Movie chess scenes where the board is set up wrong

11/5/2012 – "Once you start to look for them, you see chessboards everywhere," writes Arika Okrent in Mental Floss. "In commercials, print ads, TV shows, and movies, chess is a go-to symbol for class, intelligence and the drama of strategic one-upmanship. However, very often the board is set up wrong." Arika has documented eleven famous movies with bad boards. Can you find more?

It has long been our contention that there is a free-lance chess expert who advises magazines and movie makers when they want to include a chess scene in their production. He ensures that they get the board wrong – with a black square on the bottom right-hand corner. Unlike Arika Okrent we estimate that the incidence is well over 50% and connot be explained by chance or incompetence. There must be someone doing it on purpose, for reasons which elude us. Below are some of the more blatent examples of wrong set-ups – you can see all eleven in Arika's Mental Floss report.


Austin Powers: The Spy Who Shagged Me (1999)


History of the World: Part I (1981)


Bergman: The Seventh Seal (1957)

Arika Okrent has quoted eleven cases of wrong chessboards in famous films. They are:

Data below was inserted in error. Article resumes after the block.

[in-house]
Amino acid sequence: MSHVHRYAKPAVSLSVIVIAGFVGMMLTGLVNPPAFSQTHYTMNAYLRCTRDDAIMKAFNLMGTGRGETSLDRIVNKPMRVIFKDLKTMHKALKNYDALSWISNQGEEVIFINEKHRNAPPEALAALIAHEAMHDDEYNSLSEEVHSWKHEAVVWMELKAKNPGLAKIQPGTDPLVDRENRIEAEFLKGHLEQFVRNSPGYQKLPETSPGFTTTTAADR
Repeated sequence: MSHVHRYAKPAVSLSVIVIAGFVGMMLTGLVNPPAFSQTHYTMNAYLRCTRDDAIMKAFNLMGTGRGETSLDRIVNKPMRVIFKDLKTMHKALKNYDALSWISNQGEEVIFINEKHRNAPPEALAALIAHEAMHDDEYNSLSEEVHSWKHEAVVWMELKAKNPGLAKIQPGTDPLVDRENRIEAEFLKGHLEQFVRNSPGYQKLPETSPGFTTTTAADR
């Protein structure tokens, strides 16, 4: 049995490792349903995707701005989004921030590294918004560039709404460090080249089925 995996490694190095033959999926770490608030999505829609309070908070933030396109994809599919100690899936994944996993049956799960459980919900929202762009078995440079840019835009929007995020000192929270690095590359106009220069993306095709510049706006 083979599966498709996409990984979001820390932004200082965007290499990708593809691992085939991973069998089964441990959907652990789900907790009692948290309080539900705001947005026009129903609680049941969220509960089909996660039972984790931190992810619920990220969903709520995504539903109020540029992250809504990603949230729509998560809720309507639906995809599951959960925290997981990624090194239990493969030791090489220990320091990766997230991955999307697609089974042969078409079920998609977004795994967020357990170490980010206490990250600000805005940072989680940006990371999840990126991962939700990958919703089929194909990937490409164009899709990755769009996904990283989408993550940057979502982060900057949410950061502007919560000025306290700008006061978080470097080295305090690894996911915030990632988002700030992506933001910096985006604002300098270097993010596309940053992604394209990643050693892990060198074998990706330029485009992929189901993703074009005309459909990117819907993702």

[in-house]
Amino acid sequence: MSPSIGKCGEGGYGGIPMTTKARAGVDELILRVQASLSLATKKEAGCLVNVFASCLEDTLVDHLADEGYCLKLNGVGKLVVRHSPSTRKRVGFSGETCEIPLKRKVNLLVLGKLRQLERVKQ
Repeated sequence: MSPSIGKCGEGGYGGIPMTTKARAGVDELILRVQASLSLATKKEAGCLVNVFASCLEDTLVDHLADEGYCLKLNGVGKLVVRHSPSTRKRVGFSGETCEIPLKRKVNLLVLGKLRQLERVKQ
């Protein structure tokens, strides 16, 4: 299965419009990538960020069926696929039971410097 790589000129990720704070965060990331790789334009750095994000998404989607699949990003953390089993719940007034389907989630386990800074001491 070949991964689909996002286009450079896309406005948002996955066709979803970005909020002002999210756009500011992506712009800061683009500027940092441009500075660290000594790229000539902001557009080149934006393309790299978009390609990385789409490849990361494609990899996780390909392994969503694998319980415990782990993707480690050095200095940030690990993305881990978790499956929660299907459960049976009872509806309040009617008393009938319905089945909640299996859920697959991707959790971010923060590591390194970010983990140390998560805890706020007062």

1. Austin Powers: The Spy Who Shagged Me (1999)
  2. The Shawshank Redemption (1994)
  3. Hands of a Murderer (1990)
  4. The Silence of the Lambs (1991)
  5. Legally Blonde 2: Red, White, and Blonde (2003)
  6. The Da Vinci Code (2006)
  7. History of the World: Part I (1981)
  8. What’s New Pussycat (1965)
  9. Blade Runner (1982)
  10. Never Say Never Again (1983)
  11. The Seventh Seal (1957)

We are sure there are more and ask our readers to send in further examples. Please use our feedback form to do so, and make sure to use "Wrong board" in the subject line, to make sure your message is not missed.

See also:

Move by move – politicians playing chess
27.10.2011 – A new book is creating quite a discussion in Germany. It is about two politicians, one a former chancellor of the country (1974 to 1982), the other quite plausibly a future chancellor (2013–), one 93 years old and razor sharp in his mind, the other, 64, a preeminent critic of global predatory capitalism. Both are chess players and the book uses a game motif on its cover. Take a closer look.

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